Spin Strategy and Process for Maximizing IJS Points (Charyl Brusch)

Spin specialist Charyl Brusch discusses the strategy and processes she uses to help her skaters develop spins to maximize IJS points in competition. This process focuses on quality over quantity, and Charyl builds upon the inherent strengths the skater already has when selecting and training the spins for their programs.

[Editor’s Note: All detailed discussions of IJS have a limited shelf life. IJS is constantly changing, and any information someone may share could change within years, months, or even days. The video below was recorded a while back, so the actual IJS rule information may be out of date. But the process and strategy Charyl shares for maximizing IJS points is universally applicable.]

Everyone wants Level 4 IJS spins. Charyl talks about how changes in the rules limit the options available to skaters and coaches, and how these change the approach to selecting spin variations. But Charyl focuses on spin quality. She says, “I’d rather have a really nice level 3 spin that they do well than a lousy level 4 spin that you’re going to get dinged on and lose GOE.” She notes that skaters who lose GOE on spins will also typically suffer in the component score.

She uses a trial and error process to find out what the skaters “do best” and then focuses on those things. She says, “Usually you can kind of tell right away if a position is going to look pretty good. And if it does, I try to develop that and get it strong… Some kids can’t get into certain positions, so I know to eliminate those right off the bat.”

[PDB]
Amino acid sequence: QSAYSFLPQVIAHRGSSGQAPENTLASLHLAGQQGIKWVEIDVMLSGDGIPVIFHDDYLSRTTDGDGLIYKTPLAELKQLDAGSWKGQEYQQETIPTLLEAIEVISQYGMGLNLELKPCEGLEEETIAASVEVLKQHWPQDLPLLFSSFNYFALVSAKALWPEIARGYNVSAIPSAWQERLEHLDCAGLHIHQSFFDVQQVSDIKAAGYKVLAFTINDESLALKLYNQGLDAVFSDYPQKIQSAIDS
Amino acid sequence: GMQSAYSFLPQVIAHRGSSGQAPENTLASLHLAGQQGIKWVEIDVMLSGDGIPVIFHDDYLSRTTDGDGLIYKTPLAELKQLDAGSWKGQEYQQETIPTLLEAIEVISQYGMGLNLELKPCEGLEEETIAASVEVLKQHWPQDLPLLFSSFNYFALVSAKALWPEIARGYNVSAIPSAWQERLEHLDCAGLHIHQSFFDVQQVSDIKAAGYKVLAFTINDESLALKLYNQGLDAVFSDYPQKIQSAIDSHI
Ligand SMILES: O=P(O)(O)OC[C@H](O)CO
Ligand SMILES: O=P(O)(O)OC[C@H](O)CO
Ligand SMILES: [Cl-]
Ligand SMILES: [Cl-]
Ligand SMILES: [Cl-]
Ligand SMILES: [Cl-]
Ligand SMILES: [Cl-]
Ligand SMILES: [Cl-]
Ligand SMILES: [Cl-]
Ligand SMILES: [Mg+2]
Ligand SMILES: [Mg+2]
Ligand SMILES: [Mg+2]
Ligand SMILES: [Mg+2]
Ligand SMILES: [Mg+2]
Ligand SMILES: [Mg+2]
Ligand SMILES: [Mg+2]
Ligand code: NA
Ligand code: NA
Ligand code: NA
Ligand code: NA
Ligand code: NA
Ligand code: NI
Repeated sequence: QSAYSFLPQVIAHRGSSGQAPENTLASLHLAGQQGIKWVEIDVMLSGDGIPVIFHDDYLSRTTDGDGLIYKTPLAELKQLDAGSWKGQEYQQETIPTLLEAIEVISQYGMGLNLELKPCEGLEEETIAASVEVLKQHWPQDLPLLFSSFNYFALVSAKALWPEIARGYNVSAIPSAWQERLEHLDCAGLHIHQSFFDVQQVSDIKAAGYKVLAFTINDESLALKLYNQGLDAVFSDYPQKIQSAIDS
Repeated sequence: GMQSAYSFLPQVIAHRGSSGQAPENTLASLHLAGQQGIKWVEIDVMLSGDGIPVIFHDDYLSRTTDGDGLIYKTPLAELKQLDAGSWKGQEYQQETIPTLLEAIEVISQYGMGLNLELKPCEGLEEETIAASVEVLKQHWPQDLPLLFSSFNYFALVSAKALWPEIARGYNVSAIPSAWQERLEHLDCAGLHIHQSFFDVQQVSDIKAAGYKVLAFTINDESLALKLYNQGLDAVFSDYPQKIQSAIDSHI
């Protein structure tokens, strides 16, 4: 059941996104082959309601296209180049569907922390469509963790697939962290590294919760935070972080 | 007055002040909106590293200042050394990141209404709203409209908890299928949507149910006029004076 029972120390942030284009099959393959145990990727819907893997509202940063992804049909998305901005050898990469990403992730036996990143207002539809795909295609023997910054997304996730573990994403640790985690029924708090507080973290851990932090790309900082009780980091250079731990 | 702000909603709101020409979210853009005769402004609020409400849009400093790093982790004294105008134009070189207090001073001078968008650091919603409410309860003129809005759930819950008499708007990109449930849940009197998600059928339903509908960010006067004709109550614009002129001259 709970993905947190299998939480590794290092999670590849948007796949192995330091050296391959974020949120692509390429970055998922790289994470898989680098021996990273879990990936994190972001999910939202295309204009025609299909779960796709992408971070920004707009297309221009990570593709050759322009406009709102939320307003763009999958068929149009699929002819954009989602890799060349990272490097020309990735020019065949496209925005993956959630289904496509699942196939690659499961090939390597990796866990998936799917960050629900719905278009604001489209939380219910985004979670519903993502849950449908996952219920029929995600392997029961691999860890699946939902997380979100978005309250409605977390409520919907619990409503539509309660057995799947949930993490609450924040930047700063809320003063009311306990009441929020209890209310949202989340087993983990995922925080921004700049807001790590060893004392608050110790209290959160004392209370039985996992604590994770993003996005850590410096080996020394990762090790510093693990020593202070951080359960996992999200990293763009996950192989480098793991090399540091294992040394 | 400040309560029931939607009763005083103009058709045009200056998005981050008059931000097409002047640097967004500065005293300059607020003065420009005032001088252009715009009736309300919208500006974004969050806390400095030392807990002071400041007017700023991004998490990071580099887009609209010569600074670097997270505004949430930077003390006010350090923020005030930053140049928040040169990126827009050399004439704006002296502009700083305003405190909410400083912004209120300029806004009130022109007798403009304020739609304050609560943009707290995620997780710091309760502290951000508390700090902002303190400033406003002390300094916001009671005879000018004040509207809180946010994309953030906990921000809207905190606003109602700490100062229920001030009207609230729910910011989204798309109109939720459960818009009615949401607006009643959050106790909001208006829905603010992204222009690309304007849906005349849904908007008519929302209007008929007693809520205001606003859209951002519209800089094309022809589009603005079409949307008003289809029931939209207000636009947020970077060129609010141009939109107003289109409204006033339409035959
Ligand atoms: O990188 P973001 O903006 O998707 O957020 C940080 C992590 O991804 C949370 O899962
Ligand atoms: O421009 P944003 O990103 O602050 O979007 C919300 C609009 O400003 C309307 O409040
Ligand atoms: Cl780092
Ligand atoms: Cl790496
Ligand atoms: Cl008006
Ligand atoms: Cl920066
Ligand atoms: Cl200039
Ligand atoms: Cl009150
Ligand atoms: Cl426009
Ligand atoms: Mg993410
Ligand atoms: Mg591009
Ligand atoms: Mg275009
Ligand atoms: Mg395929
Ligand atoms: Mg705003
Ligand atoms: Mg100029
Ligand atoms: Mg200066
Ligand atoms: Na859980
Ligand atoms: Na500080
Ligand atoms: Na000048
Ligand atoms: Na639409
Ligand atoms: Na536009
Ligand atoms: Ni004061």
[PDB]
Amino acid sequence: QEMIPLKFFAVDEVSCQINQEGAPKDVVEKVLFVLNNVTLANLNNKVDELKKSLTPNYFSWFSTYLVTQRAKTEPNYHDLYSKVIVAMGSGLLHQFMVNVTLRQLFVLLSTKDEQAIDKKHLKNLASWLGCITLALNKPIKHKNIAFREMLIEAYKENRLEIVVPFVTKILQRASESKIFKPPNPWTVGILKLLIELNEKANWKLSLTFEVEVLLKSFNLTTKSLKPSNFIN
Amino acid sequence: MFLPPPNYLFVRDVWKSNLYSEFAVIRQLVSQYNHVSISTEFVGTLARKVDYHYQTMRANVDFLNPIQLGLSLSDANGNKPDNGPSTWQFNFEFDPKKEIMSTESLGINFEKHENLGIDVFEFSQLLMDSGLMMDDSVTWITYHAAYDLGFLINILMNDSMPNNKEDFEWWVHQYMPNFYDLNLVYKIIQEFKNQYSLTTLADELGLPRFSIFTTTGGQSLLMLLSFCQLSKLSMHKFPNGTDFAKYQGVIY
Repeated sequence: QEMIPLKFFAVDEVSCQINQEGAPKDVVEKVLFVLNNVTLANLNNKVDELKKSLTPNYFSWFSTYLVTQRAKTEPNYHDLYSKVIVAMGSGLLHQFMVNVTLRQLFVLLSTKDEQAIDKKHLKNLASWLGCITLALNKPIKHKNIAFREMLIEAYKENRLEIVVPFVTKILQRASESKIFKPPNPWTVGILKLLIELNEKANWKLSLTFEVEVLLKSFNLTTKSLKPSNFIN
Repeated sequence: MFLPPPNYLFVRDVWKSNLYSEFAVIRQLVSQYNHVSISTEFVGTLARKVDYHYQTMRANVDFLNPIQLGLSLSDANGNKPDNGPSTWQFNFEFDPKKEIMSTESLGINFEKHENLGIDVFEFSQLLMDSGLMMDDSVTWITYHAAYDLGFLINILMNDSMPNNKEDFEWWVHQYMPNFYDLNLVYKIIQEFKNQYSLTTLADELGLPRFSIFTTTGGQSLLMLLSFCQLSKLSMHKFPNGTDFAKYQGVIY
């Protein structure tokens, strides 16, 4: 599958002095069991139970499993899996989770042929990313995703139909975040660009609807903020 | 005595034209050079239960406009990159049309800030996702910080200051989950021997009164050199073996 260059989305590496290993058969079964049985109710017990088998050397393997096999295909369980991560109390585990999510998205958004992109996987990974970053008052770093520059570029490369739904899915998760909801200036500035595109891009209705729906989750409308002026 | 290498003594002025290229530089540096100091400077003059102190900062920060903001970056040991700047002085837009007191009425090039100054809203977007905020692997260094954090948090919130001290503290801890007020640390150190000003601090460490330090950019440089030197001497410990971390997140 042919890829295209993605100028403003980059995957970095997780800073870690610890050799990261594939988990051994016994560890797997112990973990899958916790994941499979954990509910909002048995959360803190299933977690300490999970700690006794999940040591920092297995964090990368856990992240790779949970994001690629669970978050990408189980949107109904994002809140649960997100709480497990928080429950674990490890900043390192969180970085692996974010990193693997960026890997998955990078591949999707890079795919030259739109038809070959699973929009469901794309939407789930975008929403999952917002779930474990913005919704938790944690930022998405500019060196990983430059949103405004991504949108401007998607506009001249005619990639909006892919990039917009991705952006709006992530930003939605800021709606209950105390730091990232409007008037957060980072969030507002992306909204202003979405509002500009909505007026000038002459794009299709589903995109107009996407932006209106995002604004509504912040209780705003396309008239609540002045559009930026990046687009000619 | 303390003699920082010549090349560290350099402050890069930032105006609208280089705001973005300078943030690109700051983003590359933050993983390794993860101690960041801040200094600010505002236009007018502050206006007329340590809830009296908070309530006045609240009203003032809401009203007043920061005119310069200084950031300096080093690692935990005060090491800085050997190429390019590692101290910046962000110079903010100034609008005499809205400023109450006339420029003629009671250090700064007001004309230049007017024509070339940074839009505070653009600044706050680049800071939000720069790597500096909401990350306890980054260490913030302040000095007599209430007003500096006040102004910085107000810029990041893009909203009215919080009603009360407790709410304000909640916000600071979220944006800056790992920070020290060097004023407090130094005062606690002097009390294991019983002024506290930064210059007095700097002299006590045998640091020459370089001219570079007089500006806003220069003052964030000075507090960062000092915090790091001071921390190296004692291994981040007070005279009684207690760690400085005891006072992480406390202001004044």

Charyl also notes that coaches should not hesitate to change the spins in a program. A skater may have mastered a spin in practice, but cannot do it well in the program itself due to time limitations or fatigue.

It’s also worth noting that some difficult variations are not that difficult for many skaters. As Charyl notes, certain positions are actually easier for some skaters than quality basic positions.

After training a level 4 spin for a program, if it’s not ready yet for competition, Charyl says, “We will either lower the level of the spin so the quality throughout the entire spin is really nice or we’ll look for a different position.”

Most spin coaches and spin purists love the 8 rotation feature, and Charyl is no exception. She says, “It really shows if someone can spin well or not.” It is also a primary way of getting a level in a solo spin, whereas combo spins you have a lot more options to get the levels.


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